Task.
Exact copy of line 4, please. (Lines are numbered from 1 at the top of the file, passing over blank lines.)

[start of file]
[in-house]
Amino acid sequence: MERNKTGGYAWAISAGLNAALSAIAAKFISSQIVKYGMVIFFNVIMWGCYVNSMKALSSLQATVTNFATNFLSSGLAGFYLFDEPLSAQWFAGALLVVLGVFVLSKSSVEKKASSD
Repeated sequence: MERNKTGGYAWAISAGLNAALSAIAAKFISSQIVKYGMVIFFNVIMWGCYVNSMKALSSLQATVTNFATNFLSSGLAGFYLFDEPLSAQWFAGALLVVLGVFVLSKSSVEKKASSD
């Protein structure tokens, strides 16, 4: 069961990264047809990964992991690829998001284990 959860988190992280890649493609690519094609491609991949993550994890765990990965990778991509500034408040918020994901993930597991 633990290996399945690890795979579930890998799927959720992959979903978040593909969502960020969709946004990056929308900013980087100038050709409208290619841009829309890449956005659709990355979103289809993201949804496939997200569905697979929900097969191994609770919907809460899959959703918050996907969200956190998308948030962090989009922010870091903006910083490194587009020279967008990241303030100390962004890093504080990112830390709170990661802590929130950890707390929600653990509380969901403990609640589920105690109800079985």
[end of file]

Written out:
């Protein structure tokens, strides 16, 4: 069961990264047809990964992991690829998001284990 959860988190992280890649493609690519094609491609991949993550994890765990990965990778991509500034408040918020994901993930597991 633990290996399945690890795979579930890998799927959720992959979903978040593909969502960020969709946004990056929308900013980087100038050709409208290619841009829309890449956005659709990355979103289809993201949804496939997200569905697979929900097969191994609770919907809460899959959703918050996907969200956190998308948030962090989009922010870091903006910083490194587009020279967008990241303030100390962004890093504080990112830390709170990661802590929130950890707390929600653990509380969901403990609640589920105690109800079985």